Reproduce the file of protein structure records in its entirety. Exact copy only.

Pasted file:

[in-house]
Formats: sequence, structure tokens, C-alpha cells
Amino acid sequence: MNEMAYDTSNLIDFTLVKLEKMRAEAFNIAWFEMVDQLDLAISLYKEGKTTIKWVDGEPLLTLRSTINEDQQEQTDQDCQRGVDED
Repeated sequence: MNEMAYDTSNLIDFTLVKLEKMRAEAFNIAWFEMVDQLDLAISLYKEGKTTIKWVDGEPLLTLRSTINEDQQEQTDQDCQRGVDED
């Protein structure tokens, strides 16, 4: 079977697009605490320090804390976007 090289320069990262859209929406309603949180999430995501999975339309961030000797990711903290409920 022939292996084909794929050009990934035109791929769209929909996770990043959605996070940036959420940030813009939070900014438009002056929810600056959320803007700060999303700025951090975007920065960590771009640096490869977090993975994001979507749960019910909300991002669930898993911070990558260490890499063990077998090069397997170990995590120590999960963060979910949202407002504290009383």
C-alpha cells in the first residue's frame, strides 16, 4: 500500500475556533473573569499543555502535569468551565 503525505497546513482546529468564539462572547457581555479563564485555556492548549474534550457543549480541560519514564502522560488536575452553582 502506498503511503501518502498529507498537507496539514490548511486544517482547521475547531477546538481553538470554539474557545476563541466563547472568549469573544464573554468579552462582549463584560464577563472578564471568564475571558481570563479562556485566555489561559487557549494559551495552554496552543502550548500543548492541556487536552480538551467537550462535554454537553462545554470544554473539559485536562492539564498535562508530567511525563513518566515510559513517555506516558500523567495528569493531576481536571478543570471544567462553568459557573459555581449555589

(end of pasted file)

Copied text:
[in-house]
Formats: sequence, structure tokens, C-alpha cells
Amino acid sequence: MNEMAYDTSNLIDFTLVKLEKMRAEAFNIAWFEMVDQLDLAISLYKEGKTTIKWVDGEPLLTLRSTINEDQQEQTDQDCQRGVDED
Repeated sequence: MNEMAYDTSNLIDFTLVKLEKMRAEAFNIAWFEMVDQLDLAISLYKEGKTTIKWVDGEPLLTLRSTINEDQQEQTDQDCQRGVDED
């Protein structure tokens, strides 16, 4: 079977697009605490320090804390976007 090289320069990262859209929406309603949180999430995501999975339309961030000797990711903290409920 022939292996084909794929050009990934035109791929769209929909996770990043959605996070940036959420940030813009939070900014438009002056929810600056959320803007700060999303700025951090975007920065960590771009640096490869977090993975994001979507749960019910909300991002669930898993911070990558260490890499063990077998090069397997170990995590120590999960963060979910949202407002504290009383």
C-alpha cells in the first residue's frame, strides 16, 4: 500500500475556533473573569499543555502535569468551565 503525505497546513482546529468564539462572547457581555479563564485555556492548549474534550457543549480541560519514564502522560488536575452553582 502506498503511503501518502498529507498537507496539514490548511486544517482547521475547531477546538481553538470554539474557545476563541466563547472568549469573544464573554468579552462582549463584560464577563472578564471568564475571558481570563479562556485566555489561559487557549494559551495552554496552543502550548500543548492541556487536552480538551467537550462535554454537553462545554470544554473539559485536562492539564498535562508530567511525563513518566515510559513517555506516558500523567495528569493531576481536571478543570471544567462553568459557573459555581449555589